Q: There has been a real drop in the number of undergraduates entering the hard sciences. Isn't that a problem?
A: There has been, and this Administration is trying to invest selectively in areas that are most likely to be relevant to future economic development. The undergraduate situation is interesting. We lose a lot of students who aspire to science and engineering degrees between when they enter [college] and when they leave. I think there's something universities could do to change curriculums. And we can leverage our investments in university research to help those students, too.
Q: An increasing percentage of breakthroughs are coming from research institutions outside the U.S. Does this indicate the U.S. is losing ground?
A: We see rates of publication in journals and patents filed increasing for other countries, but I don't see significant weakness in our numbers. We still are the world leader in innovation. Basic science has always been an international phenomenon. The trick is to take advantage of the basic research done around the world and turn it into products that keep us on the leading edge.Q: People are starting to get concerned that the U.S. is losing out in some areas of innovation -- including aerospace and mobile communications.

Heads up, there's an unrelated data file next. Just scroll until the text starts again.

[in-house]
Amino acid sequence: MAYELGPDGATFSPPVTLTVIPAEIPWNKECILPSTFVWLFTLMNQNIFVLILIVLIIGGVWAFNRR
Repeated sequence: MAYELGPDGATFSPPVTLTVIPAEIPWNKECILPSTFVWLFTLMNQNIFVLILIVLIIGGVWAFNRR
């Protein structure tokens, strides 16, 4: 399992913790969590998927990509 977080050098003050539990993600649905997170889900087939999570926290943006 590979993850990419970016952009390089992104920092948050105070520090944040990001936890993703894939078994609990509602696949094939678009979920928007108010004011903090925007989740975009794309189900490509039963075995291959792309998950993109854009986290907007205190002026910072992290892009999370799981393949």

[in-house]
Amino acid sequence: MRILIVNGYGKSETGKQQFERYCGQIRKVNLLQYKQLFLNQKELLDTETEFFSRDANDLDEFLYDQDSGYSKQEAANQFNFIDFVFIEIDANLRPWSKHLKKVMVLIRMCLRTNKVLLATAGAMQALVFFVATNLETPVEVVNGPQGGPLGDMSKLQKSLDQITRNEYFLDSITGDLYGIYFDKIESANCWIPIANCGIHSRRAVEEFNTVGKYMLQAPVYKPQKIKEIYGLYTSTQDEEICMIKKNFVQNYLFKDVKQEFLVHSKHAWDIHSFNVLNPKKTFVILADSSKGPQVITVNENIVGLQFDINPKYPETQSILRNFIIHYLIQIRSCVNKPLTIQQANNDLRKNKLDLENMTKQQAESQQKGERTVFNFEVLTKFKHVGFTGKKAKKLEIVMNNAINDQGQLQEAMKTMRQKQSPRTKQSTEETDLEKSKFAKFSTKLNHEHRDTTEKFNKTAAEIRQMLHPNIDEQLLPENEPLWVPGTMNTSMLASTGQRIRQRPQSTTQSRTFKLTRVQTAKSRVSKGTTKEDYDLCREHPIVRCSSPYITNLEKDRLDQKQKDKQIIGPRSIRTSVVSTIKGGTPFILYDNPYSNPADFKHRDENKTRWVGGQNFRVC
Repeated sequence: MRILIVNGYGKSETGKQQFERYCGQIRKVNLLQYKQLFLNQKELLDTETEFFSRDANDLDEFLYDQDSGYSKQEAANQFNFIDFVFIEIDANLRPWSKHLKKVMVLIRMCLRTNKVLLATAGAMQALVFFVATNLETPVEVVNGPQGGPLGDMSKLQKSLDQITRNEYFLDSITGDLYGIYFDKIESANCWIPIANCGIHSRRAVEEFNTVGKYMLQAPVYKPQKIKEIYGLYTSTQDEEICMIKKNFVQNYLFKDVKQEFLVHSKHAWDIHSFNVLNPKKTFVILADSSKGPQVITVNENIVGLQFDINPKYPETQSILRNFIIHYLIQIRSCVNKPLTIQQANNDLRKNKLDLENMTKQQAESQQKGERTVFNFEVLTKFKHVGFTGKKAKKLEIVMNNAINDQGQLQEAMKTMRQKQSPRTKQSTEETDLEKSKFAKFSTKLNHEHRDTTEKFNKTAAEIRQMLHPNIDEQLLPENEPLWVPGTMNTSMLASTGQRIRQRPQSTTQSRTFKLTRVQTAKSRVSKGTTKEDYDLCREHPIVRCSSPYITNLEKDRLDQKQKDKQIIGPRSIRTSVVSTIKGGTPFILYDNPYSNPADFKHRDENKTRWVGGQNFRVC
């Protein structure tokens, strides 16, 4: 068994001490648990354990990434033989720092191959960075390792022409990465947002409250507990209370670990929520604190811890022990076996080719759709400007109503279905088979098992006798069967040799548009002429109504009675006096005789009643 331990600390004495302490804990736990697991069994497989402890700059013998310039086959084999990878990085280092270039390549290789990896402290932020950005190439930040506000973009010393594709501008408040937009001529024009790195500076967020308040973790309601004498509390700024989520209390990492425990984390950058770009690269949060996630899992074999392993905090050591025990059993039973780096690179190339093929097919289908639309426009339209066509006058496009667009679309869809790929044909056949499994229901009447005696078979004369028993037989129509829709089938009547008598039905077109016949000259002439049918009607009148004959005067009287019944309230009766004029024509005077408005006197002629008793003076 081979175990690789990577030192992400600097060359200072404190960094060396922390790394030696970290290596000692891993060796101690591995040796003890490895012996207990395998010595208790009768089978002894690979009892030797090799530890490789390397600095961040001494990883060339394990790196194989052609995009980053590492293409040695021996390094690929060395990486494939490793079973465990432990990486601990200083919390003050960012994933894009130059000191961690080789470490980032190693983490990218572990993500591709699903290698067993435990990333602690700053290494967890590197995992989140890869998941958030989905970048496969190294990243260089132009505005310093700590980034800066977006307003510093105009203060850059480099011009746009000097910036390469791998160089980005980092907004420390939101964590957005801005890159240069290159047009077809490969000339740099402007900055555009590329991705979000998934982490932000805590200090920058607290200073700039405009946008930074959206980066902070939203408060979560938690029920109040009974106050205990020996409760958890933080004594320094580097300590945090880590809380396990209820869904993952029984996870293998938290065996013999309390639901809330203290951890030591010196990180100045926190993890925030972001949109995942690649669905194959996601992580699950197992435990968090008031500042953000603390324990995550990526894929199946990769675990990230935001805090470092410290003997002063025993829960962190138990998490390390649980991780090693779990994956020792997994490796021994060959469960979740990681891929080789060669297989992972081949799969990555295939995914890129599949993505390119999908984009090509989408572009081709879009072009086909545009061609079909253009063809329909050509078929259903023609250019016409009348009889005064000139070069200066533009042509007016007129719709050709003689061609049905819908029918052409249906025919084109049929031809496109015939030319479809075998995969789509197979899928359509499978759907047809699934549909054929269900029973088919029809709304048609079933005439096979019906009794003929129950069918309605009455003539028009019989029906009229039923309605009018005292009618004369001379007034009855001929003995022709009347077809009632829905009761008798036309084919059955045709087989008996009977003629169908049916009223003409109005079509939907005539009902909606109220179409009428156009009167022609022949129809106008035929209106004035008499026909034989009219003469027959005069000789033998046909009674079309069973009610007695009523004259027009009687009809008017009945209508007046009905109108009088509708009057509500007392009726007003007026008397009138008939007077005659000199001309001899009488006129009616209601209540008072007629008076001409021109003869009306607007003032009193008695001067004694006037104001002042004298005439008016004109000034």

A: The U.S. still dominates in R&D and technological development. But there's no question that other countries are becoming more capable, and we expect them to compete with us. That increases the pool of talented people we can draw from. All the areas you mentioned are in applied research and development. It's basic R&D that's the foundation for new technologies, and that I think is very strong in the U.S. We're also training a lot of the people who are doing that work in other countries.Q: There's some fear in the research community that there will be a strong Mars funding bias going forward. What about that?
A: The interesting thing about the President's vision for space exploration is the balance between robotics and human exploration and this concept of sustainability. As the President said, this isn't a race, it's a journey, and the key is funding steps one at a time that will accumulate into an infrastructure in space that will reduce the costs of future missions. I read that as being an effort to protect other areas.
Rather than setting a goal where there's a tremendous national commitment to achieve some spectacular event in space, the President would like to see space exploration carried out within an affordable envelope of funding for NASA. Remember, too, that space exploration has important implications for spin-offs in applied science. So I think we're on a healthy track.